CNN host Piers Morgan just called to discuss his interview last night with Alex Jones, the conservative radio host and gun advocate who went on a tirade against Morgan, gun control legislation, and a litany of government conspiracies.

“He was the best advertisement for gun control you could wish for,” Morgan told POLITICO.

“That kind of vitriol, hatred, and zealotry is really quite scary. I didn’t feel threatened by him, but I’m concerned that someone like him has that level of influence,” Morgan said. “There’s got to be a level of discourse that can rise above what happened last night. It was undignified, unedifying.”

(Also on POLITICO: Alex Jones, creator of ‘Deport Piers Morgan’ petition, blows up on CNN)

In what Morgan described as a “big, long rant,” Jones — the man who started the White House petition to deport Morgan — shouted questions about gun control legislation, gave premonitions of a 1776-like rebellion, and pronounced conspiracy theories — including his belief that 9/11 was an inside job — while Morgan tried calmly and in vain to conduct a civil interview.

“Sometimes it’s better to let somebody have the rope they need to tie themselves in knots,” Morgan told POLITICO, noting that he had been far more vocal and more passionate in previous interviews with gun advocates. According to Morgan, Jones continued ranting straight through the commercial break that divided the two-segment interview.

(PHOTOS: Pols speak out on gun control)

Morgan said he anticipated such a performance: “I knew what we were going to be getting into with him,” he said. “I know about his background and his reputation, so I know he’s kind of shock jock.”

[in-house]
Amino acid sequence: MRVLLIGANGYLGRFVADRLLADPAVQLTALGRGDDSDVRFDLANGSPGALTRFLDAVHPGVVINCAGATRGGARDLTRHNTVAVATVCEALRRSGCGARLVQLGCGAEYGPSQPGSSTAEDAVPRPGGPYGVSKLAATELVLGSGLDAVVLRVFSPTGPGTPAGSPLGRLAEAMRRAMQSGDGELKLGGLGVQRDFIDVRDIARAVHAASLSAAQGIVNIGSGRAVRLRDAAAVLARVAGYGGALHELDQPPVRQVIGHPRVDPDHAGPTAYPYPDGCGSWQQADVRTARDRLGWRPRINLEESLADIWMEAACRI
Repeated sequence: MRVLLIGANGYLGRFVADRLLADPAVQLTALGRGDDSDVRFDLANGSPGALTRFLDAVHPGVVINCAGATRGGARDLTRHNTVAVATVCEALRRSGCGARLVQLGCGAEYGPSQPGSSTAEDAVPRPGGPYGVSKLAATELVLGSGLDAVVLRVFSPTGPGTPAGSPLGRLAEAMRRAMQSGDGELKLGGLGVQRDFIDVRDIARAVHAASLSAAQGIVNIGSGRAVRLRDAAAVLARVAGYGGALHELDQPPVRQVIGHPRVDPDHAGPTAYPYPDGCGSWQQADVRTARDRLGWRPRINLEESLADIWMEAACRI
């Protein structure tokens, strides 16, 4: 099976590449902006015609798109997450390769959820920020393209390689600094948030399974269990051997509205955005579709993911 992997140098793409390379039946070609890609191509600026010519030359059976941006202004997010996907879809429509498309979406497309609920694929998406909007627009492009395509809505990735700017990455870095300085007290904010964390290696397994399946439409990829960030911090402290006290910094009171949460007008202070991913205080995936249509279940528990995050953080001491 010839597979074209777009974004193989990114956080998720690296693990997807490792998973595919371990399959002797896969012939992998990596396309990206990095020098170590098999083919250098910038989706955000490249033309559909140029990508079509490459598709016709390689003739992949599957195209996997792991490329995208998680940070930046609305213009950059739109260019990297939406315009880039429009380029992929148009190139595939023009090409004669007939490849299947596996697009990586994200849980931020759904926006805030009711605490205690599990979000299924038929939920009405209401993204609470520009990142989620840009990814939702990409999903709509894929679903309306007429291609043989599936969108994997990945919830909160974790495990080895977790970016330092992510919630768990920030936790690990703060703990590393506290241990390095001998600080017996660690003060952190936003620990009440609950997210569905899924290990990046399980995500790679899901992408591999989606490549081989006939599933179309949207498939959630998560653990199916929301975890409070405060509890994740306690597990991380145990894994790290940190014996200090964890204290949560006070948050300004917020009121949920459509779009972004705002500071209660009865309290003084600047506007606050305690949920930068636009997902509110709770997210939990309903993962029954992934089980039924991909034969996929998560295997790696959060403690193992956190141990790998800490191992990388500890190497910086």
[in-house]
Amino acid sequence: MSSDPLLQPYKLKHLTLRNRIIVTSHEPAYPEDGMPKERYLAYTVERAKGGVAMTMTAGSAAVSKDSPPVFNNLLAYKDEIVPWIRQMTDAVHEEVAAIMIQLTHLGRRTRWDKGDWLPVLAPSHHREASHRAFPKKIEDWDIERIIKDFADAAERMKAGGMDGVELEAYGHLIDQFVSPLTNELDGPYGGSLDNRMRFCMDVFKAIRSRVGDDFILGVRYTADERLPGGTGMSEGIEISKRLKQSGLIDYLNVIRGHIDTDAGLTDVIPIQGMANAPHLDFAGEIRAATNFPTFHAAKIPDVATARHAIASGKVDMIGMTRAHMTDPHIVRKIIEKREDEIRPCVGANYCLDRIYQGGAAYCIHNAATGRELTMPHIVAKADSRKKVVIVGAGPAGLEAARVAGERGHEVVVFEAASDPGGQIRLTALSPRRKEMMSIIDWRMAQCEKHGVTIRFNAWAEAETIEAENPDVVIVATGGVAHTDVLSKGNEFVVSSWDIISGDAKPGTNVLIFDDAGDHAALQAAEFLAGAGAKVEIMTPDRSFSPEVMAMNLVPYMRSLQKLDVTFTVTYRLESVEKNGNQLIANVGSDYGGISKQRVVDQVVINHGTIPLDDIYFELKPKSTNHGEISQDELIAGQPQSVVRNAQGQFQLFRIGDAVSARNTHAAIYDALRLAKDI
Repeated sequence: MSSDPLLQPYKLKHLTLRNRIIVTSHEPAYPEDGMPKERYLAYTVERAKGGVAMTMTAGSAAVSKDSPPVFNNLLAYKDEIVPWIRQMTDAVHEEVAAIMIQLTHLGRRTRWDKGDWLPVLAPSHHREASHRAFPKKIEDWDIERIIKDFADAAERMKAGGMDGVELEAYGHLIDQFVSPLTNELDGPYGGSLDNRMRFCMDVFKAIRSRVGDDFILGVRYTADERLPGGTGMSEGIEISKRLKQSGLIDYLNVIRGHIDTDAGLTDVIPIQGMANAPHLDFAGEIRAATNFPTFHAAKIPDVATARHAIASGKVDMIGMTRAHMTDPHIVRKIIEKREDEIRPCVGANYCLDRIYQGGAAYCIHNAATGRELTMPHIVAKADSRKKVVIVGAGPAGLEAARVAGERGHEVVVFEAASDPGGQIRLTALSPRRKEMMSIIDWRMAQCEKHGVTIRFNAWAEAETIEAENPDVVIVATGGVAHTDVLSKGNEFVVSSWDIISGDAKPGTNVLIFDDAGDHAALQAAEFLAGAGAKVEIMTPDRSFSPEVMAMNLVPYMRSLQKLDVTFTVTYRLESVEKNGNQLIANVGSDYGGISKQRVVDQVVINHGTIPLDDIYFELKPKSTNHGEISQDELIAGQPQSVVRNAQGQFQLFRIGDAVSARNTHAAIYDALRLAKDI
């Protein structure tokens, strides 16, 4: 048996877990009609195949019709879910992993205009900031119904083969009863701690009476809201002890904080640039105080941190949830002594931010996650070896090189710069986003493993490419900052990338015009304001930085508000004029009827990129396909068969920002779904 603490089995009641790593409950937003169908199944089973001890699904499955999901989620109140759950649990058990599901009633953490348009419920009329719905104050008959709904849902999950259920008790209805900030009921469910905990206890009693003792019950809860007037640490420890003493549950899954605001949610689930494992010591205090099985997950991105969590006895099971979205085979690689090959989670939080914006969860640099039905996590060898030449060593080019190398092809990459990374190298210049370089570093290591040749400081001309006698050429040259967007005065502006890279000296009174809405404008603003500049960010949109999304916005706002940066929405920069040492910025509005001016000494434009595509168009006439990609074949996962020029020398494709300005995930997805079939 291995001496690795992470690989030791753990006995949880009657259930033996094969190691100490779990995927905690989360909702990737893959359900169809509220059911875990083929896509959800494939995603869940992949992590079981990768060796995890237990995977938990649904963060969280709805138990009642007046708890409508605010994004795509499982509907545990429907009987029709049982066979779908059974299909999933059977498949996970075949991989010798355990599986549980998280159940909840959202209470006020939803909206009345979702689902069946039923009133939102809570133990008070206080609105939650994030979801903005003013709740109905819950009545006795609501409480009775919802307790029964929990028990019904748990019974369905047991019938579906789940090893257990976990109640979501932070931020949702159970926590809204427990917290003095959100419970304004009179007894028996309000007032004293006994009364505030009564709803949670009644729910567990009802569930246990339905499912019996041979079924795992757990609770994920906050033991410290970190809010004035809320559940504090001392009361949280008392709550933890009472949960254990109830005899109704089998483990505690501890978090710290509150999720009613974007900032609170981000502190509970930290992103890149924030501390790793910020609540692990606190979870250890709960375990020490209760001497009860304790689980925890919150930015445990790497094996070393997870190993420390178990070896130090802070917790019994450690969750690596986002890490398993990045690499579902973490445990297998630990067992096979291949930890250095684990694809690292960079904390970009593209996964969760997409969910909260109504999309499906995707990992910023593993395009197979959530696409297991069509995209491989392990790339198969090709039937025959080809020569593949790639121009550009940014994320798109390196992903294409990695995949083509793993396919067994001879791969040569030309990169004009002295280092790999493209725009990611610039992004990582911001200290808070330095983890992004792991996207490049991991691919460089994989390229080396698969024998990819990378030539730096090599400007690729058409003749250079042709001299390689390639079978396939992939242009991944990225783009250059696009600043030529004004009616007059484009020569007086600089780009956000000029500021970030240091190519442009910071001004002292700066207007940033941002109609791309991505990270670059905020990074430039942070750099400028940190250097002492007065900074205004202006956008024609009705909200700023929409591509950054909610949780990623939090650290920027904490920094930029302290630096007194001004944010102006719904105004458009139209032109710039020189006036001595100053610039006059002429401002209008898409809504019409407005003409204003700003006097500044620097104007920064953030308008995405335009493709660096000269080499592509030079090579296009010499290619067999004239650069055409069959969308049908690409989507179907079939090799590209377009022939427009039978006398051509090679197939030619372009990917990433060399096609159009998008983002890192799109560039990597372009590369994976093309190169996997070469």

But Jones is also influential among conservatives, Morgan said, which is why he had him on CNN.

“He said last night that his show now airs in 140 networks, he has a huge online presence — every day his message gets sent out to millions of Americans,” Morgan said. “Through vitriol and rhetoric he is able to spur heavy gun sales and ammunition sales. He works off of fear.”

Jones is the host of The Alex Jones Show, baed in Austin, Tex., and the creator of and, two websites that promote a worldview the Southern Poverty Law Center described as being “governed by logic-leaping deductions and heedless pronouncements.”

(Also on POLITICO: Alex Jones detained by TSA en route to Piers Morgan interview)

But Jones has made a success of those websites, of his show, and — most recently — of the petition to deport Morgan, which has over 100,000 signatures. Last night, White House spokesman Jay Carney issued a response to the petition, citing “the freedom of expression” as “a bedrock principle in our democracy”

“He is clearly a smart guy under the craziness,” Morgan said. “Look, you could tell from the way he ranted that he’s not a stupid man. But that makes him more dangerous. There will be lots of people who follow him avidly who are not so intelligent, who believe everything he says.”

Morgan added that the petition to deport him was “not an insignificant issue.”

“There is a pattern of British people who espouse peace or want more peace being gagged in this country,” he said, citing John Lennon and Charlie Chaplin. But Morgan said that Carney’s nod to the First Amendment was promising.

“They were making the point I’ve been making: You can hardly accuse me of attacking the Second Amendment by attacking the First Amendment,” he said. “I am merely representing my opinion, and that is protected.”

Though the media seems to have all but forgotten the gun control debate, and though chances for gun control legislation are starting to look dim, Morgan vowed to continue addressing the issue until government takes action.

“After every shooting, America goes back to normal. The media come off the story, nothing gets done, the pressure on politicians dissipates,” he said. “But you and I both know there’s going to be another shooting in months, or even weeks. My intent is simply to keep this issue boiling along until the politicians act on it.”

“I think America is getting diluted to the horror of these things: it’s become too casual, too widespread, too indiscriminate, and incredibly dangerous,” he said. “Something has to be done.”